All of them were filled with the Holy Spirit, and began to speak in other languages, as the Spirit gave them ability. (Acts 2.4)

Like shots fired from a rooftop, we have been assaulted with the depth of the racial divide in our country. Ahmaud. George. Christian. Breonna. These are the names of African American siblings who in recent days have paid a very high, very public price for our inability to address the hatred and discrimination baked into our society.

I have no wisdom to offer about how to heal these centuries-old wounds. I cannot fathom the fear and stress that accompany daily life for persons of color. I will not add my uninformed opinion to discussions of law enforcement and economic inequity and healthcare disparities.

Words need to be spoken. Not by me. Not by you. But by those whom we have silenced. I can try to listen. I can try to hear. But it will not be easy.  Because if I felt confusion listening to a trusted friend speak in a language I could not understand, what will it be like to listen to those who speak to us in their own words, from their own wisdom about a broken system of which I am a part? A system that alternately privileges and punishes because of the color of our skin.

It is time for the silenced to speak, and the rest of us to listen.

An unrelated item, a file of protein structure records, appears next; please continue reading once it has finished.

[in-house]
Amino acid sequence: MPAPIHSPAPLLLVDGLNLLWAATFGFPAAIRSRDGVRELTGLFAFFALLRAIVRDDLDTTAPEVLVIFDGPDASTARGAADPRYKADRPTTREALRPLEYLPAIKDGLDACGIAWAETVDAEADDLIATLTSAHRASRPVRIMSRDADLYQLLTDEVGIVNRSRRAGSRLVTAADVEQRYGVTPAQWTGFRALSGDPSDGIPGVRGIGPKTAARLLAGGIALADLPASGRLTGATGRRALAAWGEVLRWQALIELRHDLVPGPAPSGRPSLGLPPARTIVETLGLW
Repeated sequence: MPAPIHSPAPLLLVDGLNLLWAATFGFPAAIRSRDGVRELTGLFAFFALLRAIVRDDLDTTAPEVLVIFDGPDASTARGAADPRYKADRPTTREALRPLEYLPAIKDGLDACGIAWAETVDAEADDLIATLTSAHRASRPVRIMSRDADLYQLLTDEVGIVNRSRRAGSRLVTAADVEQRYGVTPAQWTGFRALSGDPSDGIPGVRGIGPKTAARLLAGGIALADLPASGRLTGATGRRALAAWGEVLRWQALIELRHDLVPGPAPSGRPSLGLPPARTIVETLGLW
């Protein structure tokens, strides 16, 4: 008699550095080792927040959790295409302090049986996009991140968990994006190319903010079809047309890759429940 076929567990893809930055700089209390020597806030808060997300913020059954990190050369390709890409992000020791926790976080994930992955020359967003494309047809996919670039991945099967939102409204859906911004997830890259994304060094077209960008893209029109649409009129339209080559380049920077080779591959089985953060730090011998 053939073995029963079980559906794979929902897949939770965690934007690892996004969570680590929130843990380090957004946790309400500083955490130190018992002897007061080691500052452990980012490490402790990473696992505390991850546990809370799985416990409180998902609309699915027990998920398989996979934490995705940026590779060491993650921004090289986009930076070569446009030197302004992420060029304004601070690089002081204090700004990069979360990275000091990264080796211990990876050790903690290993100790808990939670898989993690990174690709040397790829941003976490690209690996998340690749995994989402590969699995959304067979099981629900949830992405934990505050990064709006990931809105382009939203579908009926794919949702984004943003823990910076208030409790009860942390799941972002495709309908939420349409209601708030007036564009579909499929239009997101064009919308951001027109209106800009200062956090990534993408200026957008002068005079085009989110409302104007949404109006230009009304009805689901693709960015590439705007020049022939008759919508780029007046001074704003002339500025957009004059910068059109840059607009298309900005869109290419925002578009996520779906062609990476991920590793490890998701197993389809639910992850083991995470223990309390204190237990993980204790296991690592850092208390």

All of them were filled with the Holy Spirit, and began to speak in other languages, as the Spirit gave them ability. (Acts 2.4)

On Sunday, we celebrate the Festival of Pentecost, the end of the 50 Days of Easter. On that first Pentecost in Jerusalem, frightened disciples were unable to withstand the onslaught of the Holy Spirit. They opened their mouths to protest and instead spoke languages foreign to them. They taught with the wisdom of rabbis though they were illiterate fishermen. They were propelled from fishing boats on to a world stage from which the Jesus movement was launched into the stratosphere.

That first Pentecost was a miracle not only of speaking, but also of listening. Many visitors in Jerusalem were willing to listen to the disciples as they spoke of God’s deeds of power, and then carried that message back home with them. But, as is always true when we are uncomfortable, others closed their ears and opened their own mouths. Afraid to hear a word that questioned their conventions, they mocked the disciples’ lack of education, questioned their sobriety, hurled racial slurs. (“Stupid Galileans.”)